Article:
Mots clés: Histoire du Manuel Diagnostique et Statistique des Troubles Mentaux (DSM); schizophrénie; syndrome psychotique atténué; valeurs en psychiatrie

RESUMEN

La historia de las clasificaciones diagnósticas en psiquiatría, ha sido reconocida como un medio privilegiado de acceso a las vicisitudes inherentes a la configuración de un campo científico y profesional, además de traer aportes significativos a la historia conceptual. Como recursos primarios, hemos utilizado las cinco ediciones del DSM (1952-2013), para examinar la construcción de categorías de diagnóstico relacionadas a la propensión a la esquizofrenia, indicando los contextos sociales y científicos relacionados al desarrollo del DSM y de la propia psiquiatría. A lo largo del proceso, destacamos las condiciones de posibilidad para el surgimiento del Síndrome de Psicosis Atenuada, una propuesta de diagnóstico altamente controvertida, durante la elaboración del DSM-5. Esta propuesta fue rechazada, no solo por motivos científicos, sino también por las temidas consecuencias indeseadas.

Palabras clave: Historia del Manual Diagnóstico y Estadístico de los Trastornos Mentales (DSM); esquizofrenia; síndrome de psicosis atenuada; valores en psiquiatría

ABSTRACT

Die Geschichte der diagnostischen Klassifizierungen in der Psychiatrie wird als privilegiertes Mittel des Zuganges zu dem Wandel im Rahmen der Gestaltung eines wissenschaftlichen, beruflichen Gebietes anerkannt und trägt wesentlich zur Begriffsgeschichte bei. Als primäre Quellen wurden die fünf Auflagen des DSM (1952-2013) berücksichtigt, um den Aufbau der diagnostischen Kategorien mit Neigung zur Schizophrenie und den sozialen und wissenschaftlichen Zusammenhang der Entwicklung des DSM und der Psychiatrie zu untersuchen. Dabei heben wir die Möglichkeiten der Notbehandlung für „Attenuated Psychosis Syndrome“, eines sehr umstrittenen diagnostischen Vorschlages bei der Vorbereitung des DSM-5, hervor. Dieser Vorschlag wurde nicht nur aus wissenschaftlichen Gründen, sondern auch aufgrund befürchteter, unerwünschter Folgen abgelehnt.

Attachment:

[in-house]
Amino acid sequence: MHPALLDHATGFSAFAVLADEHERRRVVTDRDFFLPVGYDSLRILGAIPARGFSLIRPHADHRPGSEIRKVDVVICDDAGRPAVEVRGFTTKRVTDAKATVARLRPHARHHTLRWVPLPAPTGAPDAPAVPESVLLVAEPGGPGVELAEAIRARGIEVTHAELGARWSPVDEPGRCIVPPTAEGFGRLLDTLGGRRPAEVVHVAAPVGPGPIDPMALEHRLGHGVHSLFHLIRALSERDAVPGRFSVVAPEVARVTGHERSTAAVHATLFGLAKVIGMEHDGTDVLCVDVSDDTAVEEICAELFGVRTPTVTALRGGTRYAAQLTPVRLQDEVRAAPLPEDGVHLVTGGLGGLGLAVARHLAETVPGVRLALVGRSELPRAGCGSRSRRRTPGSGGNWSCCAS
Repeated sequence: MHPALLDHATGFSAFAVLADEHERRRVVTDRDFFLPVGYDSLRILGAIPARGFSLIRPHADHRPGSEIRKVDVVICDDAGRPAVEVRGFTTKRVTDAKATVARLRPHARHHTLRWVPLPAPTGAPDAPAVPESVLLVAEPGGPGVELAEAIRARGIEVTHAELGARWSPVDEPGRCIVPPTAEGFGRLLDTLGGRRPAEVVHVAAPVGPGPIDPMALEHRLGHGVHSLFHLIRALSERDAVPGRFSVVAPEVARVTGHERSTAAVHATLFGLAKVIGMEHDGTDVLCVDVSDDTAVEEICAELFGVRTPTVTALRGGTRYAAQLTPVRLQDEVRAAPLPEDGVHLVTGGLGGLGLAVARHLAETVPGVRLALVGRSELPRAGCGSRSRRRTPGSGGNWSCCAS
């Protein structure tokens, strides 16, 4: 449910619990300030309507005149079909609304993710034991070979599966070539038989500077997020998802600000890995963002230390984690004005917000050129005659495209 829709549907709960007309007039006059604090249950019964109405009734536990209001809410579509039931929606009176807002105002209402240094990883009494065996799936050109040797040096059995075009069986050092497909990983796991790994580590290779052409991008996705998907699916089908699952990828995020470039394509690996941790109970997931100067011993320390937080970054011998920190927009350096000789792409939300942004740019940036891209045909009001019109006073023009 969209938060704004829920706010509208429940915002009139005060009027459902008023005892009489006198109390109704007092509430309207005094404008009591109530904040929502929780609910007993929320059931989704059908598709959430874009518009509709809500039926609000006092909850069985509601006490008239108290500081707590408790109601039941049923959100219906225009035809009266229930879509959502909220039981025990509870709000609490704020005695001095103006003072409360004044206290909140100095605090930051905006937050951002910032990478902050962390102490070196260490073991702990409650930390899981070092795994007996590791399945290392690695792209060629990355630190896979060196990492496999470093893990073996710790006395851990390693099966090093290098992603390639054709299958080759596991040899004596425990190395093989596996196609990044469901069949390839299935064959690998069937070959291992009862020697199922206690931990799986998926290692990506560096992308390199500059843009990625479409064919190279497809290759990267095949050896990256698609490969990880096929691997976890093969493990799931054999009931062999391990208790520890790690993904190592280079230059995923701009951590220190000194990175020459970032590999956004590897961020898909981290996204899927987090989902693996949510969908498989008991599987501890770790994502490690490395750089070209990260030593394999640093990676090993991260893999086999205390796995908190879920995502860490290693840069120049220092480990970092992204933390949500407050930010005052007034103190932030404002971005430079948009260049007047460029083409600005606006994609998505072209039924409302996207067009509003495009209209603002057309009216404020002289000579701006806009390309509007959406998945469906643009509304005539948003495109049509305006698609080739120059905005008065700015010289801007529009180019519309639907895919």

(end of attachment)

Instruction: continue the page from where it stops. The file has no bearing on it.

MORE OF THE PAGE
Schlüsselwörter: Geschichte des DSM; Schizophrenie; „Attenuated Psychosis Syndrome“ (schwache Psychose); Werte in der Psychiatrie

Introduction

In the last three decades, the history of diagnostic classifications in psychiatry has been recognized as a privileged means of access to the vicissitudes, tensions, conflicts and negotiations inherent to the configuration of a scientific and professional field, also bringing significant contributions to conceptual history (Berrios, 1999; Berrios & Porter, 1995; Engstrom & Weber, 2007; McNally, 2012, 2013; Venancio, 2010).1 In this paper, we begin by briefly describing the history of the concept of schizophrenia, especially in the US. After, we explore the evolution of the diverse kinds of schizophrenia proneness categories in the five editions of the Diagnostic and Statistical Manual of Mental Disorders (DSM; 1952-2013) of the American Psychiatric Association (APA) indicating whenever possible the changes in the scientific and social contexts linked to the development of the manual. Finally, we discuss the historical conditions of possibility for the emergence and rejection of the Attenuated Psychosis Syndrome (APS), a highly controversial diagnostic proposal, in the making of DSM-5.